My child is having a transplant

Patient Calum and family

After hearing your child needs a stem cell transplant, you might feel a range of emotions, from fear to relief.

Some parents and guardians are thankful that a potential cure is finally an option for their child. Others feel overwhelmed as they try to understand lots of new and complex information.

It can be a very challenging and emotional time for everyone involved. It’s essential that you get the support and help you need so that you can support your child and, importantly, yourself every step of the way.

We've produced three activity books for children who are having a stem cell transplant, to help them understand the processes, words and feelings they may encounter. They're available for free as a complete set, which includes a guide for parents, from our booklets page.

You can also download them here:

We were just so relieved that something could be done.

Steph’s son Harry had a transplant in 2005

Being informed

If your child is under the age of 16, you will have to give consent for the transplant to go ahead. Your child’s medical team will talk you through all the possible options and answer any questions you have.

Don’t be afraid to ask questions more than once if you haven’t fully understood. It’s a stressful time for you and the team will understand. Take time to think about the questions that are important to you. Our meeting your consultant page has some suggestions that you might find useful.

In the weeks and months after the transplant, your family will be supported by a clinical nurse specialist (CNS) and/or a transplant co-ordinator. They will check that everything is going well and answer any questions you have.

The Anthony Nolan Body, Mind and Life recovery sections also provide information about what to expect during this time, and where to get more help when you need it.

We didn’t know what a transplant was. We didn’t know whether to be happy or sad, worried or excited.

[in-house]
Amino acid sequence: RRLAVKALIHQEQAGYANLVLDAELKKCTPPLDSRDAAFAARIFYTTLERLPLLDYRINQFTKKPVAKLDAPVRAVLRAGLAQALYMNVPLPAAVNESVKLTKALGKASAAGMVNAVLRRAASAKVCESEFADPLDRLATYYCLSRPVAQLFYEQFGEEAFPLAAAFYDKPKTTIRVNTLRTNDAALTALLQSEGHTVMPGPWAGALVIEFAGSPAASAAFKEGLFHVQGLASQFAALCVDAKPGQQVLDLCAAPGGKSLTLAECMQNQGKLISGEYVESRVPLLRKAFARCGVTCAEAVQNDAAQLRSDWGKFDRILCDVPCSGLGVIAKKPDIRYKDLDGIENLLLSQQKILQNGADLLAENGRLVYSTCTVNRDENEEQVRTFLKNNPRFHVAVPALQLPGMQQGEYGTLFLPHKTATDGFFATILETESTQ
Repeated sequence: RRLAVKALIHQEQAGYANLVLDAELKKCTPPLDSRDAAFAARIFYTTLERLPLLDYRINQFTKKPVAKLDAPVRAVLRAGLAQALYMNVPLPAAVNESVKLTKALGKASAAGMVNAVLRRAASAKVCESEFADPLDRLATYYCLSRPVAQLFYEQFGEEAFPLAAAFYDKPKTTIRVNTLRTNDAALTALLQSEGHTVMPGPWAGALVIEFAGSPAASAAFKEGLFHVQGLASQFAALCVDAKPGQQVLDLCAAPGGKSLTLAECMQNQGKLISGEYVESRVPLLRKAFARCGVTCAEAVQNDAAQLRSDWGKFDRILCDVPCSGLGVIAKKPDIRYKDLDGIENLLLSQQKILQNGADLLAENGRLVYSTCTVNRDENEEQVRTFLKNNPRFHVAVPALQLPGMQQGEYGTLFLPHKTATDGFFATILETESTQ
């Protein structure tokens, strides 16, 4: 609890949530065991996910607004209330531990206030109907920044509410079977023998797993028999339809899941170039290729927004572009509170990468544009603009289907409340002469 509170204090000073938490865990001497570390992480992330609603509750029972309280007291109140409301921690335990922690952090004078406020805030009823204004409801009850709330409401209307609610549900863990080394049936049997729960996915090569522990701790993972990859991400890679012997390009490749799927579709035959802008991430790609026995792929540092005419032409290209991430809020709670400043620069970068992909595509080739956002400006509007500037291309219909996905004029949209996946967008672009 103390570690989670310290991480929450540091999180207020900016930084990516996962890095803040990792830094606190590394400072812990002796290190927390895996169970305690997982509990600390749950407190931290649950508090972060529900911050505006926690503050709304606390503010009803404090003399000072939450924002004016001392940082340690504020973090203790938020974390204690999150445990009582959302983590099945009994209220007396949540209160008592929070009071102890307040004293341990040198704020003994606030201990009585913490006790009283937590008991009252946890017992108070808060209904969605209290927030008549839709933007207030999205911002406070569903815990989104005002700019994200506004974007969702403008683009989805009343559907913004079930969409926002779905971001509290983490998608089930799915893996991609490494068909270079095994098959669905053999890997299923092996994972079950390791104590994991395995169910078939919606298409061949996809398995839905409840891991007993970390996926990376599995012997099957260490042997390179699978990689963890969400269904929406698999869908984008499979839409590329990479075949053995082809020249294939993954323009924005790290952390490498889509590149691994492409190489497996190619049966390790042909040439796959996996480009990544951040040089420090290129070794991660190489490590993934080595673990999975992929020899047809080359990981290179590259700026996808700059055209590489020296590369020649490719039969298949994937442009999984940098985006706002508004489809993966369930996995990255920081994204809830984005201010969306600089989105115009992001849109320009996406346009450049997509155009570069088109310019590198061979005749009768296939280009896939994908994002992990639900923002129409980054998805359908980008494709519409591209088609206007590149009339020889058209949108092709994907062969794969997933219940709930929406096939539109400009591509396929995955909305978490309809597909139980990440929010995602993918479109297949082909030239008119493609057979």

Lee’s daughter Rebecca had a transplant in 2011

Preparing for transplant

Many parents find that being prepared for the approaching transplant helps them to cope with the situation.

If possible, try to visit the hospital ward beforehand to familiarise yourself with the surroundings and hospital staff. It might be a good idea to take your child along too, if you think it could settle their nerves. You should also check how often you can visit and the arrangements for staying overnight.

Talk to your child’s teacher or head teacher regularly to update them about the situation. They need to be made aware of the time off your child is likely to have, and the support the school will need to provide when they return.

When your child is in hospital they are entitled to continue their education. When they are fit and well enough, your child’s school or local council will provide the support needed to do this. If you have any concerns about this, talk to someone at the school so that plans can be put in place.

Helping your child to understand

Having a stem cell transplant and staying in hospital can be a difficult and stressful situation for children of all ages. They could be anxious of the unknown, the future and staying in an unfamiliar hospital.